Education Abroad has created three new scholarships — Early Abroad, AMP, and Global Internships — and a new study in Canada program with money from UNL's new contract with Union Bank.
“We’re interested in using these funds in creative ways to encourage more students to study, intern, research or do service learning abroad,” said Dave Wilson, senior international officer and associate vice chancellor for academic affairs.
The majority of students wait until their junior or senior years to study abroad, but a new scholarship, Early Abroad, encourages UNL undergraduate students to travel during their first two years.
“We want students to go early and share what they learned with their friends and classmates while they’re still in school,” said Rebecca Luhrs Baskerville, director of Education Abroad.
The $2,000 Early Abroad scholarships require recipients to share their study abroad experience through a creative presentation, such as a blog, video or photo exhibit. Recipients must also meet with an academic success coach in UNL’s First-Year Experience and Transition programs.
The awards can be deferred as long as students travel during their first two years at UNL.
“We hope these students become recruiters for education abroad with their classmates, bring their experiences with them back into their UNL classrooms, and perhaps elect to study, intern, research, or do service learning abroad a second time,” Wilson said.
This scholarship can help students decide on their fields of study, Baskerville said. Additionally, studying abroad early is a better fit for some academic programs.
Education Abroad, in partnership with the W.H. Thompson Learning Community, has also created a new freshman-only program called “Canada: Learning in Place.” The program will take students to Montreal and Quebec City, allowing participants to explore the similarities and differences between the United States and Canada. It will also provide students an opportunity to learn the benefits of international experience.
“We’re imagining it as an appetizer,” Wilson said. “Can we whet students’ appetites for studying abroad?”
In addition to encouraging first-year students to travel, Education Abroad has also created the AMP scholarship to expand the opportunities for students studying Arabic, Mandarin Chinese and Portuguese.
Currently, Modern Languages only offers basic classes in the three languages. The department now has a 300-level Arabic course and recently began offering an Arabic minor. Students can only study Mandarin at UNL for two years. There are only two Portuguese classes at UNL, one of which is an introduction for Spanish speakers.
“We don’t want a student to fall in love with a language and not achieve the level of proficiency they want,” Baskerville said.
The AMP scholarships, named for the supported languages, will be $1,500 for summer and $3,000 for semester and year immersion programs in countries where these languages are spoken.
“We want to encourage students to have immersion experiences and pursue their studies in these languages,” Wilson said. “We believe having some proficiency in Arabic, Mandarin or Portuguese will set our students apart as they look for jobs. These languages, these parts of the world, will become increasingly important in the futures of our students.”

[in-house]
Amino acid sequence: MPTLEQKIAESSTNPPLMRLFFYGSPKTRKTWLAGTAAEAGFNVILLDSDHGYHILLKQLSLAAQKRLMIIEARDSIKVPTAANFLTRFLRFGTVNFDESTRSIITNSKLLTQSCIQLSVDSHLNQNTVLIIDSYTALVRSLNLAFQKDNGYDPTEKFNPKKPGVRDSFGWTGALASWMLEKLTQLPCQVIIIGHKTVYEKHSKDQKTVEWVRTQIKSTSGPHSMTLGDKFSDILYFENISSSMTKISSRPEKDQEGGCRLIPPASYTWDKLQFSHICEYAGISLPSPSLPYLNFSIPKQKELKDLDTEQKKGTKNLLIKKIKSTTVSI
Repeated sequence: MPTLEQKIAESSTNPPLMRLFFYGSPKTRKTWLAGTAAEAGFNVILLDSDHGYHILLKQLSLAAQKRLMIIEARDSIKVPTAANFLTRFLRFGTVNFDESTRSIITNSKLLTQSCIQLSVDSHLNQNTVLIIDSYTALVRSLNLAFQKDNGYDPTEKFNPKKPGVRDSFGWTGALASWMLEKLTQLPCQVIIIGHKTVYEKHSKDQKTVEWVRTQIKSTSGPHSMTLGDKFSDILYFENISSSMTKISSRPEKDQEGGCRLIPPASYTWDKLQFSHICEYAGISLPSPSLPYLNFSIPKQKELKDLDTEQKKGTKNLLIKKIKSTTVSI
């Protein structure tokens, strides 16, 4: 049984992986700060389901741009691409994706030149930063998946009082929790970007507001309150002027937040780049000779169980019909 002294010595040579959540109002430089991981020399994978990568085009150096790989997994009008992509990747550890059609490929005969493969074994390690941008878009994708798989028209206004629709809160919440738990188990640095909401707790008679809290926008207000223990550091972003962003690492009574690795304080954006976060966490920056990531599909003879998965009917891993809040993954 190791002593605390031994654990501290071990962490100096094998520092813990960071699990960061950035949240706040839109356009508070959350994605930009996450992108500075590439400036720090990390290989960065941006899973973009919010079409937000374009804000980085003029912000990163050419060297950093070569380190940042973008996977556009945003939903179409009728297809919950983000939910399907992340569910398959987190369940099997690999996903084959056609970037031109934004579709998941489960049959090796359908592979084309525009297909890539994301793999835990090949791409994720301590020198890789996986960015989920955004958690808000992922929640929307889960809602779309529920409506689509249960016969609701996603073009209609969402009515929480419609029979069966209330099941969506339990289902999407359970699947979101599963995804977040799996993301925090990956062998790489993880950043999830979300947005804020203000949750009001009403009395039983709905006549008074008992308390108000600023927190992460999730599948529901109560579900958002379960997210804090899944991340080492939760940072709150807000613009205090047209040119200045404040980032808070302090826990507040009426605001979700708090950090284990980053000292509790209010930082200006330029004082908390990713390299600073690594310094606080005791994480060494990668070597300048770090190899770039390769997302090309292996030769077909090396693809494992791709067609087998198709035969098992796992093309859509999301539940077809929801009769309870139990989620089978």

Scholarships worth $1,500 for students completing credit-earning global internships were also established. The Global Internship Awards will help students with unpaid or low-paid internships abroad reduce their expenses.
“Working in a foreign environment is challenging,” Baskerville said. “I think if students can successfully navigate and work in another country, they will be sought after by future employers.”
Additionally, the Union Bank contract also provided renewed funding for the Discovery Scholarship, which encourages programs in underrepresented areas or fields of study.
Increasing study abroad opportunities is important to Chancellor Harvey Perlman, who stated his goal for UNL students studying abroad during his Oct. 2 State of the University address.
“Every student when they walk across the stage at graduation should possess a passport with at least one foreign stamp,” Perlman said.
According to Wilson, the university’s emphasis on education abroad is due to the increasingly connected world.
“Experience abroad is not just a luxury, but an important part of being an educated person,” Wilson said. “Study abroad is not tourism but a legitimate educational endeavor with real learning goals and outcomes. Study abroad is an increasingly important tool for preparing students for the world in which they’ll live and work.”
The application deadline for UNL education abroad scholarships is Feb. 1 for the 2015 summer and fall programs. The deadline for spring 2016 scholarships is Oct. 1.
For more details about the new scholarships and program, and the previously announced Global Gateway scholarships, visit Education Abroad’s website: http://educationabroad.unl.edu/.
Published on UNL Today on 11/17/2014. http://news.unl.edu/newsrooms/unltoday/article/education-abroad-offers-new-opportunities-to-students/